How to Have a Quaker Clearness Committee

When Quakers have a tough decision to make, we help each other listen by holding a clearness committee.

Jon Watts

Jon Watts

Jon Watts launched and directed the QuakerSpeak project for its first 6 seasons. Keep up to date with Jon’s work at his website.

7 thoughts on “How to Have a Quaker Clearness Committee

  1. I really like the mixture of people speaking from their own experience. Each one is so careful to describe how the process works and the time it takes.
    It will be very useful for encouraging less-engaged Friends and newish Attenders to seek their meeting’s support with questions and possibilities that arise inwardly, as they grow in the Spirit.

  2. Many years ago, my husband and I were struggling with a family issue and brought it to a clearness committee. There was no answer at the end of that meeting. However, we did hear a couple of new angles that we hadn’t considered and, more importantly, as the last speaker said, we benefited from knowing that we weren’t alone, that this group of Friends had our back. It was such a gift.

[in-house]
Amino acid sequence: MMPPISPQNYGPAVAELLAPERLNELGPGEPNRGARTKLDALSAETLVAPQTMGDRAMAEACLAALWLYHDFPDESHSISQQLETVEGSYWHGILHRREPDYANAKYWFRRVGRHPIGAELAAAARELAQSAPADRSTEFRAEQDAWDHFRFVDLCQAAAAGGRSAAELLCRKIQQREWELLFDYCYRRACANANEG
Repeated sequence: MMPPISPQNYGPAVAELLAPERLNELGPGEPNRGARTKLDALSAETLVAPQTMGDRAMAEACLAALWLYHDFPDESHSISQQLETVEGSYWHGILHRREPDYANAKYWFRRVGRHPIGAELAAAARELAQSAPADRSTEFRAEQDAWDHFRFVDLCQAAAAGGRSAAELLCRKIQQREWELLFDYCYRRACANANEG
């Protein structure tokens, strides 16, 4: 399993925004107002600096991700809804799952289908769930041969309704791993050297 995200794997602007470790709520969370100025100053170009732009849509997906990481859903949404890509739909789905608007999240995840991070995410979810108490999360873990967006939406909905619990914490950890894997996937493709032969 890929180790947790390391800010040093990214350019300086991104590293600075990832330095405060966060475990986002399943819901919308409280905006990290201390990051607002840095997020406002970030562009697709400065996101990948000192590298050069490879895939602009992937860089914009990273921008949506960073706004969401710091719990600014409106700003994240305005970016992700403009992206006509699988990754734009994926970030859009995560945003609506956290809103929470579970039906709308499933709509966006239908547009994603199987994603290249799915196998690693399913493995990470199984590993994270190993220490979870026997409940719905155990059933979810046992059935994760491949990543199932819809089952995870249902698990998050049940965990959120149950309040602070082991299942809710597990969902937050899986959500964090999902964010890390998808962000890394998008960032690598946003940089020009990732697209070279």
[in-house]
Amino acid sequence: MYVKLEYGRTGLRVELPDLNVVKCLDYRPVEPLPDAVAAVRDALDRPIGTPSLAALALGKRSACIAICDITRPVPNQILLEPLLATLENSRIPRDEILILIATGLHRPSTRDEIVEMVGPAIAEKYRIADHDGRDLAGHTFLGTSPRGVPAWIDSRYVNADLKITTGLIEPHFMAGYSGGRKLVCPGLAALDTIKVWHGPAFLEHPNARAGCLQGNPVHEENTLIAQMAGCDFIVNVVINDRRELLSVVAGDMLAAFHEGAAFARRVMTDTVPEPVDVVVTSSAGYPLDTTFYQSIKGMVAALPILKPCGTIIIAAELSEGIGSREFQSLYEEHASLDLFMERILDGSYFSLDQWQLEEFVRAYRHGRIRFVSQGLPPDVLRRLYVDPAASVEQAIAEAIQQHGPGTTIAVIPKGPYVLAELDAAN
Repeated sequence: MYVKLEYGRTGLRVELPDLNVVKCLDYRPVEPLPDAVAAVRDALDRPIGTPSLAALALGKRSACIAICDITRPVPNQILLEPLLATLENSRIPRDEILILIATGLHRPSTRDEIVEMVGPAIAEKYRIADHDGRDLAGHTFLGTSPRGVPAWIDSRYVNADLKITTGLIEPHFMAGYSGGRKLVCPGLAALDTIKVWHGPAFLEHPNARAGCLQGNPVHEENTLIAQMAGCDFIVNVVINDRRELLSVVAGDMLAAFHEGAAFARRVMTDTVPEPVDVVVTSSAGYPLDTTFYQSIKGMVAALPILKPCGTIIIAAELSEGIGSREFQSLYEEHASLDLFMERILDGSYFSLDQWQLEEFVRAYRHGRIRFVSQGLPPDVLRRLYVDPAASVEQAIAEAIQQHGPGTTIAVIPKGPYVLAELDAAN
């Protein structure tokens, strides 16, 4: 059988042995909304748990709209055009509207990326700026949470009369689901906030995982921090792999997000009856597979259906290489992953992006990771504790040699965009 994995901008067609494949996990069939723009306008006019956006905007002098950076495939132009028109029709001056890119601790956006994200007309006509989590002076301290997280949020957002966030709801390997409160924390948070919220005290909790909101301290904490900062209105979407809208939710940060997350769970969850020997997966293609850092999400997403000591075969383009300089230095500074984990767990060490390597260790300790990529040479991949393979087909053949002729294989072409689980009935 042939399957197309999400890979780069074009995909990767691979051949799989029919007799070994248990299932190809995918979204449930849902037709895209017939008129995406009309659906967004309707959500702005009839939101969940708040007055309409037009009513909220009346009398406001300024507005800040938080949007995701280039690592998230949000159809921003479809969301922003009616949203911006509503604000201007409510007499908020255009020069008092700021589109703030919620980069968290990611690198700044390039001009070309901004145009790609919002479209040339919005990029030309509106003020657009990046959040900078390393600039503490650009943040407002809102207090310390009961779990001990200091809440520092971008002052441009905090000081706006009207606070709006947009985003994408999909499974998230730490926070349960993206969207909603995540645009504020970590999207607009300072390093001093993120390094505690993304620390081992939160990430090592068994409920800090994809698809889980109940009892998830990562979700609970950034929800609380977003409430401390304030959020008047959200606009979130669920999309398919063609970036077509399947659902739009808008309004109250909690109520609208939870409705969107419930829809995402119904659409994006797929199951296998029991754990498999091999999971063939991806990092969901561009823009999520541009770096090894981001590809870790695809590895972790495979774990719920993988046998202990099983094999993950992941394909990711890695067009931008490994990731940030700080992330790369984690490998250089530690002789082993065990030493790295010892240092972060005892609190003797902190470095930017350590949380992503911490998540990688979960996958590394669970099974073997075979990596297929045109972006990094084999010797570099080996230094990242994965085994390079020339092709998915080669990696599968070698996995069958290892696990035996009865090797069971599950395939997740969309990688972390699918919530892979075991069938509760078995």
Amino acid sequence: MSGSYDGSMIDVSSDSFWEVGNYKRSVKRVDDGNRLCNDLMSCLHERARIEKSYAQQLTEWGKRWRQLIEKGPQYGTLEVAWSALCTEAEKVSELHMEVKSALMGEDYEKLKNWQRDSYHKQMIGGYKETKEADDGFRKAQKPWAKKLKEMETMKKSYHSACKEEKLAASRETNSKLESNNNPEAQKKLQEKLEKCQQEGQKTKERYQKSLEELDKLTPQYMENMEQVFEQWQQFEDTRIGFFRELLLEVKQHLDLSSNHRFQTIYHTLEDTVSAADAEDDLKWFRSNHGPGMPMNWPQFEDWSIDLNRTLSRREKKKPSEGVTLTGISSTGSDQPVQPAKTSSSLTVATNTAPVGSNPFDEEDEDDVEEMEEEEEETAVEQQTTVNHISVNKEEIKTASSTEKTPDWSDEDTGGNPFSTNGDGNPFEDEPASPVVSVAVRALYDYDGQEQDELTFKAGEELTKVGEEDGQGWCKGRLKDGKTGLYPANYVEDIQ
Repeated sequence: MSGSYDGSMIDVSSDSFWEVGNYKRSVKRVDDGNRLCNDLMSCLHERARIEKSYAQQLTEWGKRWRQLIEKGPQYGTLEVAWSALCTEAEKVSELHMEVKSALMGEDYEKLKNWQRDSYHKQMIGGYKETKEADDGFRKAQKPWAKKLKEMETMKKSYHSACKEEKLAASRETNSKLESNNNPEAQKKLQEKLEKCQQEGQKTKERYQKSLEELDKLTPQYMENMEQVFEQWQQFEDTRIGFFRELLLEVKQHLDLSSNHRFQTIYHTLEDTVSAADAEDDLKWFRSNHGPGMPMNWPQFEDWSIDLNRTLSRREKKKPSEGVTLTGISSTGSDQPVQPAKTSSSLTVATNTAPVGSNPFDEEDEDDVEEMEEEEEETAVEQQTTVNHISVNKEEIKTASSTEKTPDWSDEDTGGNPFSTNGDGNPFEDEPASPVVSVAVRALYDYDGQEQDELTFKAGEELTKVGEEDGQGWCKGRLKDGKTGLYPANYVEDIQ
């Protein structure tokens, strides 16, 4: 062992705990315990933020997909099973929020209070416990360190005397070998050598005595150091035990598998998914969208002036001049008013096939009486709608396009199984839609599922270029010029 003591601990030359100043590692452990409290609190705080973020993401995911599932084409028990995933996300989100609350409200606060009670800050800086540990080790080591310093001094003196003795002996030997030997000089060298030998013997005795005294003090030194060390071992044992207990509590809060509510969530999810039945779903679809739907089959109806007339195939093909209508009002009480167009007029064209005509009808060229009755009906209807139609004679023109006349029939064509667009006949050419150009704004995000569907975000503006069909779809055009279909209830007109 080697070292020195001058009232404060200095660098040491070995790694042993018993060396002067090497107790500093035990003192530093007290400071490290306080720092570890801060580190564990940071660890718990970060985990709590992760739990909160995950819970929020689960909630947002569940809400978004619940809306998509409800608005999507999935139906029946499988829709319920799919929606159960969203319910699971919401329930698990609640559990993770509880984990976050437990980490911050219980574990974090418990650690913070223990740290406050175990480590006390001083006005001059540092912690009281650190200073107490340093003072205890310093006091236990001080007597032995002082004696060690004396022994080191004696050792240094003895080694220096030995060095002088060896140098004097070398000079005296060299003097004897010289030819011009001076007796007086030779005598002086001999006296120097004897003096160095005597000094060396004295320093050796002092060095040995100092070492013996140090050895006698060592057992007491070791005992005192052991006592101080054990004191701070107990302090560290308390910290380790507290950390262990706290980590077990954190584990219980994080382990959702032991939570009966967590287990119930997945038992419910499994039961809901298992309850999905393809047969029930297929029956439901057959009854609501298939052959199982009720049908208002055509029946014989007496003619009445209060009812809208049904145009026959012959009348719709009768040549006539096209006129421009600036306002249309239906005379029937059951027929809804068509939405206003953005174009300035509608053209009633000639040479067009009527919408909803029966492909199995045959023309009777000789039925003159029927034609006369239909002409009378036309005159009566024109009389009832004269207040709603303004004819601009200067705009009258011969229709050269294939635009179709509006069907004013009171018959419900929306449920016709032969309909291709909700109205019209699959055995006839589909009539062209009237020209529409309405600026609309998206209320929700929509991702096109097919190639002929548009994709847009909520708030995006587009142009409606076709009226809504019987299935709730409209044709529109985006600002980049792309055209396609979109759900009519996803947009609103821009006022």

3. While I haven’t engaged in this process myself, I’m confident it has some great value.

    However it can be abused if the focus is interspersed with issues of dispute. The privacy expectations of the event, such as Priestly confidences, can cause imbalances in the failures of dispute resolutions, and abuse of process for other parties in such disputes.

    I have endured personal harm in just such a situation. It sadly has cause mistrust and estrangement between myself and local Meeting.

  4. This Clearness Committee seems so logical for anyone in true wonderment or bewilderment.
    Even if problems are not resolved…the end result is a type of healing, that being done by merely vocalizing
    issues….hearing yourself, seeking answers. Bravo!

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